SSL for Custom Domains
SSL is automatically enabled on all apps with default domain names, i.e. domain names that end in the following:
SSL for custom domain names is currently restricted in the following ways:
- Apps on Amazon AWS infrastructures
ONLY for paid accounts ($50/mo or more):
- $ 50/month: 1 SSL Endpoint
- $100/month: 2 SSL Endpoints
- $380/month: 4 SSL Endpoints
- $720/month: 6 SSL Endpoints
Adding SSL to your custom domain is simple. First, make sure you have the following:
- Your RSA private key
- Your SSL certificate
Get an SSL Certificate
If you already have a certificate, skip down to the next section on installation.
To get an SSL certificate from a Certificate Authority, you'll first need to generate an RSA private key and a Certificate Signing Request (CSR).
Generate a private key
You can use the
openssl toolkit to generate an RSA private key and a CSR:
$ openssl genrsa -des3 -out server.key 1024
You'll have to use a passphrase when you generate the key, but we'll remove it later.
Generate a CSR
You can now use the private key you just made to generate a CSR:
$ openssl req -new -key server.key -out server.csr
Get a certificate from a Certificate Authority
You can now send your CSR (the
server.csr file) to a Certificate Authority, which they'll use to generate your certificate. Once you have that, you're ready to set up SSL for your AppFog app.
Install your private key and SSL certificate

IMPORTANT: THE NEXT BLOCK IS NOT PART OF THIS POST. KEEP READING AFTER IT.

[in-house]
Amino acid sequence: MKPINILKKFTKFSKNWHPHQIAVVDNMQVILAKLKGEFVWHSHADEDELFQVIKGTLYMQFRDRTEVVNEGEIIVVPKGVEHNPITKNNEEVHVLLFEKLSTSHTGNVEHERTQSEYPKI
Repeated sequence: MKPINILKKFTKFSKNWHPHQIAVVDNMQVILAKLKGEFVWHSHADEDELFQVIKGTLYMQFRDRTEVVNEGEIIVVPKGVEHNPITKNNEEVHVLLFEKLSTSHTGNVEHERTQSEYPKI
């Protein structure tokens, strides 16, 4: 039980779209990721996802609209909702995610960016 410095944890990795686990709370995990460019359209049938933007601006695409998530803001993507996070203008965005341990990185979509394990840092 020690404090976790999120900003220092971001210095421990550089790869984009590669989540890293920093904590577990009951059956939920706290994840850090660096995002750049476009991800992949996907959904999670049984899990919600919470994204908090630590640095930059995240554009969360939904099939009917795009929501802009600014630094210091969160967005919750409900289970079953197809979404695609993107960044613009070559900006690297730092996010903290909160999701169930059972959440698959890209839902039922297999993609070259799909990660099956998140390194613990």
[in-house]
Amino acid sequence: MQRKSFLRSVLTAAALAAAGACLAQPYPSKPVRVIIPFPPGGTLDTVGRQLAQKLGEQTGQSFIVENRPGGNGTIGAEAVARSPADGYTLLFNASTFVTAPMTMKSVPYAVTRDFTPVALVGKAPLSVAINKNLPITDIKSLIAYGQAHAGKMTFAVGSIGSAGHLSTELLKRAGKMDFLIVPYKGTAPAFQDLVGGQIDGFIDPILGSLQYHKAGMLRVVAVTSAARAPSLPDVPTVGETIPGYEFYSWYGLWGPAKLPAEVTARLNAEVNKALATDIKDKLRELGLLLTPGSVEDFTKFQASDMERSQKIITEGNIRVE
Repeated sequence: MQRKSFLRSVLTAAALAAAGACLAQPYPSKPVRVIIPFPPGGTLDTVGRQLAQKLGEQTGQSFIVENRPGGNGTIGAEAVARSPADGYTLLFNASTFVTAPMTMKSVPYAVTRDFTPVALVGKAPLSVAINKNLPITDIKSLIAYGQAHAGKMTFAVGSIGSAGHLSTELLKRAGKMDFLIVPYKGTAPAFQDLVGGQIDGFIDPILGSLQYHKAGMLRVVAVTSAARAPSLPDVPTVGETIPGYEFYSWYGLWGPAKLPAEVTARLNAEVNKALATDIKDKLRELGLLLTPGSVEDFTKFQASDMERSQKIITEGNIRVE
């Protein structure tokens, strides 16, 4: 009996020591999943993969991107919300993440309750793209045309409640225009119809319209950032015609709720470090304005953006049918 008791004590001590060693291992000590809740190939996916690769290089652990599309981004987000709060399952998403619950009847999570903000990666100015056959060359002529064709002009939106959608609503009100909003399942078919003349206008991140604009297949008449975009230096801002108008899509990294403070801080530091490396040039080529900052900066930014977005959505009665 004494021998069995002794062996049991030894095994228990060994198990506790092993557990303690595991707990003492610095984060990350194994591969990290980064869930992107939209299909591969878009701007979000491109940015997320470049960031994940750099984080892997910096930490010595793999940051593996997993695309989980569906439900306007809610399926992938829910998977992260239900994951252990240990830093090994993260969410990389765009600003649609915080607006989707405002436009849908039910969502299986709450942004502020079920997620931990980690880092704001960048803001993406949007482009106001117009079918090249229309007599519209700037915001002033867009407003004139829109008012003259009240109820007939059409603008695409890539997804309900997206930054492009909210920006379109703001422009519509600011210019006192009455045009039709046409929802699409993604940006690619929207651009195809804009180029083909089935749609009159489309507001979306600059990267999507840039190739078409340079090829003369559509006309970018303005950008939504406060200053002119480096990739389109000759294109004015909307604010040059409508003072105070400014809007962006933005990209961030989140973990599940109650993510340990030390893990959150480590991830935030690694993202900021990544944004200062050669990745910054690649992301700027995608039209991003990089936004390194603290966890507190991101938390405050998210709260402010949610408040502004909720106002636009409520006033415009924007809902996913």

If your private key is password-protected, you'll have to remove the password first:
$ cp server.key server.key.org $ openssl rsa -in server.key.org -out server.key
Upload Certificate Data
Now you're ready to head over to the AppFog web console. Click on one of your apps, hit the "SSL" tab on the left, and hit the "Get Started" button.
On the "Upload Certificate Data" screen, click on the "Upload Your Certificate" button and navigate to your certificate file (
server.crt if you followed the instructions above).
Next, click on the "Upload Your Private Key" button and navigate to your private key (
server.key if you followed the instructions above).
Then do the same with any intermediate certificates your Certificate Authority gave you.
You now have an SSL terminator that should look something like:
Change your DNS
Now head over to your DNS host and update your app's CNAME alias to point at the SSL terminator you just created. That's it! Once your new DNS settings propagate, SSL will be enabled for your app.